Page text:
I can only imagine what it must have been like to be standing in the eye of the calamitous storm that was the woebegone production of Convoy. Total seventies hubris. Wild times. If you take life and cinema seriously in a kind of cloying self-righteous way, this will not be for you. But it is for me. It is berserk, and though those who made it clearly have reservation, it radiates something grandly unapologetic.
Quando si dice Cult non a caso. Peckinpah si muove come un leprotto nel suo "giardino western",modernizza un pò il mito della Frontiera ma non perde nulla per ambientazione,fascino e movimenti. Grandioso lo sceriffo,bella la protesta politica che fà tanto Easy Rider e ottimo il finale in salsa epica. Mette nostalgia ma fà ammirare un grande del passato, quello zio Sam che ha lasciato il segno in molteplici pellicole.
Apart from pretty road scenery, only thing that (somewhat) works is the overall rhythm of the film. Slowly accelerating, reaching peak of enjoyment and turning explosively dangerous from then on. Everything else was like it met a director with his day off. Sour preaching about nothing, uneventful already-seen action and bland comedy.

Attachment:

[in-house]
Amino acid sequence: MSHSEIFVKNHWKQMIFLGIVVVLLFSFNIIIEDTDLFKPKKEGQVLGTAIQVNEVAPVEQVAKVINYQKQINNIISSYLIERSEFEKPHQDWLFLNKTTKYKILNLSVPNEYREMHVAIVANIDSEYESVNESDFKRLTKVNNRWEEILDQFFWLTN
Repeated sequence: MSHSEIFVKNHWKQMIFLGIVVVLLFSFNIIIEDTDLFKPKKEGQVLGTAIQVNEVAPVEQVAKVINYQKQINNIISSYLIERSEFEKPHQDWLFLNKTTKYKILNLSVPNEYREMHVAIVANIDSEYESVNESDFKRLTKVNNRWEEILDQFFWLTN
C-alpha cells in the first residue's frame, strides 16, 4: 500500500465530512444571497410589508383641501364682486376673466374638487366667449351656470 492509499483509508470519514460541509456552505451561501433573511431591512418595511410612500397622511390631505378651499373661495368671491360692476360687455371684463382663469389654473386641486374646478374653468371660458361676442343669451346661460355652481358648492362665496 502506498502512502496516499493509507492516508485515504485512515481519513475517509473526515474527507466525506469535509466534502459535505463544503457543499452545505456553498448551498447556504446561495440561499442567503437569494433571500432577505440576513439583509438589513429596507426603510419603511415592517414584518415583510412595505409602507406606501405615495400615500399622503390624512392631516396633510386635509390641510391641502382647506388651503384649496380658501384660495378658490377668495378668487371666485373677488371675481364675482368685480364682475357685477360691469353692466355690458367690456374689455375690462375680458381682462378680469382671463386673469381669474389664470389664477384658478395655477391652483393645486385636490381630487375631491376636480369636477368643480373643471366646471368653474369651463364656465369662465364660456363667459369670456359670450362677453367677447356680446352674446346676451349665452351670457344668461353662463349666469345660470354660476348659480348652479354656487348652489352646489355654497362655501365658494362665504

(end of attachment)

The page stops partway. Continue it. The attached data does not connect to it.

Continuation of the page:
The Sam Peckinpah directing Smokey & the Bandit description isn't far off but that doesn't make this a good movie. For me, watching Convoy was like seeing your childhood hero at a bar, slumped over and obliviously pissing himself. Some of the cast was amusing (namely Borgnine & an out of place Burt Young) but like Ali McGraw's hairstyle its mostly just really, really unfortunate.
So precipitous was Peckinpah's decline that it's hard to believe this dispiriting mess was made just a few years after the glorious sadness and anger of "Alfredo Garcia" and -best of all- the noble but clear-eyed mythos of "Pat Garrett". A half-assed effort that seems a million years in both quality and ambition from Katy Jurado staring tearfully at Slim Pickens -the river in their world was endless and mysterious...
The biggest and arguably best of its kind, most likely due to Peckinpah at the helm. Likable characters, a palpable counter-culture spirit, and plenty of energetic actions scenes embellished with Peckinpah's trademark slow-mo/fast-cutting. Unfortunately, it starts to take itself too seriously in the second half, getting bogged down in political messages that dampen some of the energy.